Case in point: In the Kingdom of Saudi Arabia, those in power decided that the traditional weekend of Thursday and Friday was incompatible with international business practices. The king decreed recently that the new weekend would be Friday and Saturday. Done.

Now that’s power.

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Map of the territory and area covered by prese...

Map of the territory and area covered by present-day Saudi Arabia. (Photo credit: Wikipedia)


After being in the Kingdom of Saudi Arabia just one week, I can admit that I am, indeed, a fish-out-of-water. In a land of immigrants, I am not the only one. But westerners are a minority. Indians, Pakistanis and Filipinos are everywhere, doing the service jobs. Most of my co-workers are Jordanian. The teachers of English as a Second Language, like me, come from South Africa, Australia, Great Britain and last, but not least, the US.


As much as I’d like to get past the issue of clothing, I can’t. A simple stroll through the mall illustrates how significant clothing is in this culture. In America, many Muslims wear head scarves (called hijab here) but in Saudi Arabia, almost every female wears a scarf. I’m learning that the clothing you wear identifies, not just your religion, but your nationality. Syrians wear a white head scarf. Saudi women wear, not only the abaya and hijab, but also the niqab (the face veil that covers everything but the eyes)

As strange as the full covering seems in the US, it becomes much less exotic when almost everyone dresses alike. In fact, when a Saudi woman glides along in her beautifully embroidered abaya next to a Saudi man in his thobe (white, floor-length, dress shirt) and head scarf, their clothing seems regal and dignified.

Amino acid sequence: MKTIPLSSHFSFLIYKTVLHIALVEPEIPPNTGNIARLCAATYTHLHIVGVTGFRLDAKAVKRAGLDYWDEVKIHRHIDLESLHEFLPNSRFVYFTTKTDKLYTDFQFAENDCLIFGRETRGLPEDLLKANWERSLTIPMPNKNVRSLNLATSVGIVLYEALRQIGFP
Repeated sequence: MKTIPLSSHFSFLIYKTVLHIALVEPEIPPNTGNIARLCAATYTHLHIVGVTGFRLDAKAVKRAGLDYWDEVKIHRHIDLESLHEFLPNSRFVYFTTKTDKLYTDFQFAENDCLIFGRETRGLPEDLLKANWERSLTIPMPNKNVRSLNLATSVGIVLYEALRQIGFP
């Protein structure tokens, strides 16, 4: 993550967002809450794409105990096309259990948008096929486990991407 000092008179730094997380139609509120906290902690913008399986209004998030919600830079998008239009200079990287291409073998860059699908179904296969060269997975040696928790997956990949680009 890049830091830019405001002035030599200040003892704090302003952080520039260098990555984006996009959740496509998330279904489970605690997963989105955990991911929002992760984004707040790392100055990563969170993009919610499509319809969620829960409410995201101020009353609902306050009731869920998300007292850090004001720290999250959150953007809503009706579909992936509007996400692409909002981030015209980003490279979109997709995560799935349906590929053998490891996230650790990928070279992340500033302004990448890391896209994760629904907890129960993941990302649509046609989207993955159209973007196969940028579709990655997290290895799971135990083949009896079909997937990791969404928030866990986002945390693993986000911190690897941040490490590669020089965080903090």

I’m reminded of travelling in Austria many years ago. Some of the older people wore traditional clothing: forest green vests and jackets, small brimmed caps with feathers (picture  the Von Trapp family in The Sound of Music). It was charming, but it also identified their cultural heritage. I suppose cowboy boots and cowboy hats serve the same purpose today in some parts of the US.


It’s amazing that the traditional dress of the Saudis has survived. Especially when the women have embraced western fashion with  a vengeance. Oh, yes. Under those modest coverings, many young women are wearing the latest styles. Mini skirts, tight jeans and t-shirts are for sale throughout the mega-malls. Stores like Forever 21 and H & M do a booming business right next to stores that sell nothing but black abayas. There is a disconnect in the culture that is fascinating. The store clerks are men and there are no fitting rooms but girls will be girls, so shopping is a popular activity for women.

Who can say what the future holds? Will the abaya eventually go the way of the hoop skirt and pantaloons? This is a country that has come crashing into the 21st century because of oil. Which traditions will survive and which will not? I, for one, would hate to see the men abandon their traditional dress. Give me a man in a thobe over pants-on-the-ground any day!